How do you build your brand with digital channels? Any answer to that question will invariably cover what are known as distinctive brand assets (DBAs). What are DBAs, why are they so important, and what should you consider when deploying DBAs for digital advertising?
It’s very simple: brands exist only in the memories of consumers, and marketing professionals have made it their business to reinforce the position of brands in people’s memories. The subject has been extensively studied, not least by the Ehrenberg-Bass Institute, which under the leadership of Byron Sharp, has released several groundbreaking publications in the past year that have dispensed with many sacred cows.
One of the Institute's better-known publications is Building Distinctive Brand Assets by Jenni Romaniuk, in which she discusses how DBAs help brands to secure a foothold in consumers’ minds. DBAs are pretty straightforward at their core: they are attributes that allow consumers to associate an ad with a brand without consumers seeing your brand name (immediately). In other words, they’re particularly useful if your packaging, website or commercial are intuitively associated with your brand.
Some well-known examples include the Coca-Cola bottle, Apple's apple and the fingers in Simpel.nl commercials. Romaniuk also calls DBAs brand proxies, lending flexibility and enabling marketing professionals to tailor their efforts to whatever environment they’re working in.
Growing brands optimise mental and physical availability. When brands want to increase their mental market share (i.e., to engage in branding), the challenge they face is to grab the consumer's attention and convey the marketing message linked to the brand. Even if the consumer does not pay attention to your brand in the message/ad, DBAs help to connect the message to your brand.
A jar of DBA peanut butter
Where physical availability is concerned (clear presence in places where consumers buy your category of products, such as a supermarket or Google), your brand should also be easily recognisable. Consumers generally shop at lightning speed and browse myriad brands at an equally rapid pace. Just think for moment – how long do you spend picking out a jar of peanut butter in the supermarket? Probably not that long, which means Calvé only has a matter of seconds to capture your attention. In this case, Calvé uses the shape of the jar, the brown lid and the red logo.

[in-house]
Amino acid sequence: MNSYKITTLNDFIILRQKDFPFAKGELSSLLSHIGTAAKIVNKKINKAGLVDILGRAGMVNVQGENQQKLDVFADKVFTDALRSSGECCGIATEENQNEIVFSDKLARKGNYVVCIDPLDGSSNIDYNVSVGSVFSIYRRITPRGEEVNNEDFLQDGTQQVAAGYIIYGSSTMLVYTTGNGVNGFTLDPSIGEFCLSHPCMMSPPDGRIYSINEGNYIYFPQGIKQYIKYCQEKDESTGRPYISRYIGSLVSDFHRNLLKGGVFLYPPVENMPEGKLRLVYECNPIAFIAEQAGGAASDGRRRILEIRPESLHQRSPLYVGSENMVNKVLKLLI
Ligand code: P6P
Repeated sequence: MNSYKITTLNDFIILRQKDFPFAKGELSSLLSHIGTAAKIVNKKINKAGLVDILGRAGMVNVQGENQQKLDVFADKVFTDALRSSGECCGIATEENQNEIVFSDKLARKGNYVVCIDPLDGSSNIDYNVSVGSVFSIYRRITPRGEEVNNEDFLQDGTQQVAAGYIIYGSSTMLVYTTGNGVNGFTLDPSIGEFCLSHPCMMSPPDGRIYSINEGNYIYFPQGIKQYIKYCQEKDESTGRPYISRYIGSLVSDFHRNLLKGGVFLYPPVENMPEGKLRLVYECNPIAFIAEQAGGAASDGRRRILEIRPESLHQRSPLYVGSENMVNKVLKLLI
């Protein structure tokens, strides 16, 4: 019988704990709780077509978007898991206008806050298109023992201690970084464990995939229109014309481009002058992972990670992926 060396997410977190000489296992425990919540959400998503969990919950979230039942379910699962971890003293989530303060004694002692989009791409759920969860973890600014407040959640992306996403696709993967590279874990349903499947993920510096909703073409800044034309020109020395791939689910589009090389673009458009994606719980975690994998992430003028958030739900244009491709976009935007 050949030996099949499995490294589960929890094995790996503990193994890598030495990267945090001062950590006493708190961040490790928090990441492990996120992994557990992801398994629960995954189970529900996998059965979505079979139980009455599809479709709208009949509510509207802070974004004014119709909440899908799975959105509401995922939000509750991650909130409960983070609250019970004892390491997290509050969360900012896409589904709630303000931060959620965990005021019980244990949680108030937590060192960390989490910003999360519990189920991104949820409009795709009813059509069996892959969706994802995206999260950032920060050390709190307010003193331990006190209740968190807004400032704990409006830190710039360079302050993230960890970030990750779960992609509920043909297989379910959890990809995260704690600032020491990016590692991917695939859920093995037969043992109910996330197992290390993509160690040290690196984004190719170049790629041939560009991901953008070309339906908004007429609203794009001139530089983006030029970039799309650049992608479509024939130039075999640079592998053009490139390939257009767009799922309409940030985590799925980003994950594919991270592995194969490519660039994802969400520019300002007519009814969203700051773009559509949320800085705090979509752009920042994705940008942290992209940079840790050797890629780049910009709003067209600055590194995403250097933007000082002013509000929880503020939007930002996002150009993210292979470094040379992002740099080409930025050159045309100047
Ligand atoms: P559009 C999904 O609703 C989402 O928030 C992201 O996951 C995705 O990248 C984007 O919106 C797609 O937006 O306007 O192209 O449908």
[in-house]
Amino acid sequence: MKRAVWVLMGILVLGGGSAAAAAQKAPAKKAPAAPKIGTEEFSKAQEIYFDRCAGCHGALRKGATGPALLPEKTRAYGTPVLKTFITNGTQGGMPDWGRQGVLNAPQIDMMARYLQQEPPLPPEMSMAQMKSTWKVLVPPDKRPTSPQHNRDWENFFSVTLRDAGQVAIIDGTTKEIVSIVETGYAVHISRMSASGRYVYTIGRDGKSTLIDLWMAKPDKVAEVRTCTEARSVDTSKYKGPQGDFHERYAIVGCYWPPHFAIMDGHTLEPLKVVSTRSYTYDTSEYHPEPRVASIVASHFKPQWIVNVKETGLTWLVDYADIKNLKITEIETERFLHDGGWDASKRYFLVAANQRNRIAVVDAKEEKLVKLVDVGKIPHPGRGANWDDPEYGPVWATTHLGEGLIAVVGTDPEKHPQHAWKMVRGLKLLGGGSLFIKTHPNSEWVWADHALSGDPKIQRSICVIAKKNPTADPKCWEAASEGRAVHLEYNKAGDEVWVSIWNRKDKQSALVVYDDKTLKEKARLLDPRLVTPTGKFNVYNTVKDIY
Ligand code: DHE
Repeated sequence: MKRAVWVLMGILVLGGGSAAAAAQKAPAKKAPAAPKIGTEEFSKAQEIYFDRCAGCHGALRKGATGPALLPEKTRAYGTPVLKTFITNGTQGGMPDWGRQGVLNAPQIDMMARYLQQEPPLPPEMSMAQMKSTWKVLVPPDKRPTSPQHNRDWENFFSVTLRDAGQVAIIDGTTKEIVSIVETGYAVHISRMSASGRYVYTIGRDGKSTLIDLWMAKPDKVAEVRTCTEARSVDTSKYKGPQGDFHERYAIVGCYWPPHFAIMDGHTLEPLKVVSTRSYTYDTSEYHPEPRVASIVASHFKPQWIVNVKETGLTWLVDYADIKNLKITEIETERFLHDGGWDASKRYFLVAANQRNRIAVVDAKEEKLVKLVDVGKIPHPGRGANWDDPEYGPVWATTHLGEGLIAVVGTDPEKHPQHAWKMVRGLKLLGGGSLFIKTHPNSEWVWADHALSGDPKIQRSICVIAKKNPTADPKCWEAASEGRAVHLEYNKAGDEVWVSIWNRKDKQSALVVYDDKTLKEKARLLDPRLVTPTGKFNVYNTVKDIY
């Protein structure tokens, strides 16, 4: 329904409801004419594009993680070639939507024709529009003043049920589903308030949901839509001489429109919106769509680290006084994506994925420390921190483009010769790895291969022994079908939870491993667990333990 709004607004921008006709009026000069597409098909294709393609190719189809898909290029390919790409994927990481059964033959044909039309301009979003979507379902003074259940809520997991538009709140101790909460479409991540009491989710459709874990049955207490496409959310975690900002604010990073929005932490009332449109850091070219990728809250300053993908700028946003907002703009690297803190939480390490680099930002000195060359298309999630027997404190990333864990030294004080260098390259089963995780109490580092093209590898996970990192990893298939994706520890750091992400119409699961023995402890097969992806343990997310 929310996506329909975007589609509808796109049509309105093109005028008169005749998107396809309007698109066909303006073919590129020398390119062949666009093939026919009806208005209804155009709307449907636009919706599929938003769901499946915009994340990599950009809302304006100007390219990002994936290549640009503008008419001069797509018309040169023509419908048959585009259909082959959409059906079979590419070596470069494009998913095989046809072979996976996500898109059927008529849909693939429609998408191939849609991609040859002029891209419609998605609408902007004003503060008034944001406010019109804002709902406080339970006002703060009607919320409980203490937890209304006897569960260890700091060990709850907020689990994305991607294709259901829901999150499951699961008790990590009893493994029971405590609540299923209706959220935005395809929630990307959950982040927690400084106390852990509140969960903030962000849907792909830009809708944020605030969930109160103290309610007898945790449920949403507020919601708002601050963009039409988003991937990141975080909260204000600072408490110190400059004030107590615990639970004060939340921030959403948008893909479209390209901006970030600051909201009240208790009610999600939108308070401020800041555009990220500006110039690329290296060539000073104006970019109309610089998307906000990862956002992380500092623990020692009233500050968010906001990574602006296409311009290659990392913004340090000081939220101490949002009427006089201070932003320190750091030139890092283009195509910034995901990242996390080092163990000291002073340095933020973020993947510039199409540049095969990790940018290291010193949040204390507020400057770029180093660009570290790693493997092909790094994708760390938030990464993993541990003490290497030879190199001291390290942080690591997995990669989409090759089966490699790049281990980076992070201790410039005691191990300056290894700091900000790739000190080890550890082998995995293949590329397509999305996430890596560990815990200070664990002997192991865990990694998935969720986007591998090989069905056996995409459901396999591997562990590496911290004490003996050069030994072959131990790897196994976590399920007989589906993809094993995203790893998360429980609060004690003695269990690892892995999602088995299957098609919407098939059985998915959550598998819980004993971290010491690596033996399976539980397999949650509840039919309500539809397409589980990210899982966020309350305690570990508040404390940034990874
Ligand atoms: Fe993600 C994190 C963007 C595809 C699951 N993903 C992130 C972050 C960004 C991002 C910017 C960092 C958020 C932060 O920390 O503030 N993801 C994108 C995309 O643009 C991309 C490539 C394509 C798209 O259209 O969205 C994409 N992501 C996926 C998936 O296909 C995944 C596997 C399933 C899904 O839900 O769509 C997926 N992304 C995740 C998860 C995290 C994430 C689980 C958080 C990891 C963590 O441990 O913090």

DBAs come in many guises. Fortunately, Romaniuk has created a handy list of common audiovisual DBAs:
Deciding which DBAs to focus on merits a lengthy article in and of itself, but for now let’s focus on three essentials:
Brands with an online-only focus are lucky, because they can focus solely on the DBAs that matter most in online environments. Packaging, for instance, is a lot less important when selling products on online marketplaces, while striking photography is key if you want to stand out on Bol.com and Amazon.
Online ad from Coolblue featuring the company's signature colours.
If your brand has both an online and offline presence, multiplatform environments are a simple fact of life. The more diverse your media and distribution channels, the more diverse your DBAs will have to be. A key piece of advice in this is to choose DBAs that are compatible with as many channels as possible.
For example, having a characteristic voice as a DBA may not be useful if you advertise a lot online, a generally silent environment. In online environments, logos, colour and colour combinations and fonts are crucial ways to foster immediate recognition. Coolblue is a great example: the blue/orange colour combination points to only one brand. With the rapid rise of digital audio platforms, it is worth mentioning that audio/music assets are quickly gaining relevance.
Assets such as tag lines and storylines need less focus when we look at how consumers consume digital ads online.
Choices, choices, choices... establishing DBAs takes time and a sizeable chunk of your media budget. If your budget is limited, then limit the number of DBAs accordingly.
Author Youri Harmsen is Managing Director at Springbok. This article previously appeared on Emerce.